Yobs targeted on Ipswich estate
AN AREA of Ipswich which has been plagued by anti-social behaviour is to become a policing priority area.Residents in Old Stoke became so tired of the yobs on their estate they took to the streets earlier this year to curb the incidents of criminal damage and harassment.
AN AREA of Ipswich which has been plagued by anti-social behaviour is to become a policing priority area.
Residents in Old Stoke became so tired of the yobs on their estate they took to the streets earlier this year to curb the incidents of criminal damage and harassment.
Today £50,000 has been designated to fight crime and improve community spirit in the neighbourhood.
Darrin Tomkins, Inspector for west Ipswich said: "Much of the project is already set up. The £50,000 from the Home Office will enable us to employ a project manager who will co-ordinate the activities of all the agencies involved."
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The area was selected by the Home Office and Police Standards Unit in consultation with Insp Tomkins and other partners.
It was already clear that the PPA would be somewhere in the west of the town when the announcement was made that Ipswich would be given government funding for the initiative last month.
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There will now be 27 PPAs across the country tackling the communities concerns on crime, anti-social behaviour social cohesion and environmental issues.
Ipswich's designated area will include sections of bridge ward, running along Wherstead Road to the bridge and from the railway track along Burrell Road. Hillside Primary School and Stoke High School will also be included.
Insp Tomkins said: "The area was chosen because it has a high mortality rate, poor health and some of the people have low self esteem.
"This will improve the level of social cohesion and give the people a sense of pride. Some of them already have pride in where they live which they should have."
Initially a base plan of the area will be drawn up. A visual assessment will take place during the day time and again in the evening. This will provide a basic idea of the issues and problems affecting the area.
The project will last a year after which another visual assessment will take place to determine the success of the project.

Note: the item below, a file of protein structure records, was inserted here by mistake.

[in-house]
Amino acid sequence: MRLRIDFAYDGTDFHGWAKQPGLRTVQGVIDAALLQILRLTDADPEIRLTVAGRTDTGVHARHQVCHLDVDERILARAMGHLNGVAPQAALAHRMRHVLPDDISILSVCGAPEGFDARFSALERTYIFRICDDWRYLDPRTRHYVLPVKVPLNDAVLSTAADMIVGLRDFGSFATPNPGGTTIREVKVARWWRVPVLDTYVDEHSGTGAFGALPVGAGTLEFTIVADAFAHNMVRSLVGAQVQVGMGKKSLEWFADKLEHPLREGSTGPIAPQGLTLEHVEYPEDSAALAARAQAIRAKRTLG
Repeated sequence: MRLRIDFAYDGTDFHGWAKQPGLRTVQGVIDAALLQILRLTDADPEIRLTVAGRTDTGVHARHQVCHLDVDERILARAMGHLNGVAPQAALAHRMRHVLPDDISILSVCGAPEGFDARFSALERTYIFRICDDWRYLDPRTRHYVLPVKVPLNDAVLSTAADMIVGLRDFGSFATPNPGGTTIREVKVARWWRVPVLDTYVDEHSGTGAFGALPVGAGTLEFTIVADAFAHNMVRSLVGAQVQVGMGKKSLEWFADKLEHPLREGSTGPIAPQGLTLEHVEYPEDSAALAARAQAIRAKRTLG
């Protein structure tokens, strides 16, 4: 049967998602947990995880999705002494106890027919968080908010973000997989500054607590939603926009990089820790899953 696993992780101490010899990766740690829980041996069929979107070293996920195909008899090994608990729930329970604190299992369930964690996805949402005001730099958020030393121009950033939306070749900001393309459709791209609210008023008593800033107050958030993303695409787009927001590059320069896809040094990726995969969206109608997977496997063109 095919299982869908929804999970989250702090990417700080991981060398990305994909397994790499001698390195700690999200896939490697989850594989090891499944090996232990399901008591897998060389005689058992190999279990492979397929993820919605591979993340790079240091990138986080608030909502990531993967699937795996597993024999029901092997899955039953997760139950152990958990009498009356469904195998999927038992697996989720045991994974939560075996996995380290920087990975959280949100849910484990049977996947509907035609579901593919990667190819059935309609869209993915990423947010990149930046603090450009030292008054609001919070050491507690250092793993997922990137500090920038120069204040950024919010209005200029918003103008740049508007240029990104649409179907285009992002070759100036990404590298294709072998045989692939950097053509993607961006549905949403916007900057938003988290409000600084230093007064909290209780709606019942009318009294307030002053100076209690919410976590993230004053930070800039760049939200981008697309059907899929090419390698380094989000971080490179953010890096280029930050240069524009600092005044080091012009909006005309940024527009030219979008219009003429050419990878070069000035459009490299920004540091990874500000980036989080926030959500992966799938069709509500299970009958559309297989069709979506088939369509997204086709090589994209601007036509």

Insp Tomkins said: "I went to a conference in Birmingham recently where there was input by a number of people involved in PPAs in the past. Everyone was really positive and various agencies' efforts had seen a real improvement.
"I hope to see a quality of improvement in the lives of people in the area."
In Ipswich the project is likely to include an increased number of community caretakers and community support officers. There will also be work within the two schools although the exact nature of this is no yet known.
Organiser of the Stoke patrols, Marina Keohane welcomed the move today.
She said: "It's great, the sooner the better. With this funding I hope they will do something so the kids get somewhere to go. A lot of the trouble here is because they are bored."
Ms Keohane added there had already been a noticeable improvement in the area with a stronger police presence and police response.
This cohesion between agencies is already evident in Old Stoke with Ms Keohane invited to the conference in Birmingham. She is also about to embark on a community training scheme supported by the government which will qualify her to work within the community.
She said: "Working together has got to be for the good. We are all pulling in different areas - this will get us all pulling the same way.
"Things are definitely changing now, people are a lot happier with the police. The police have been making a show in the area."
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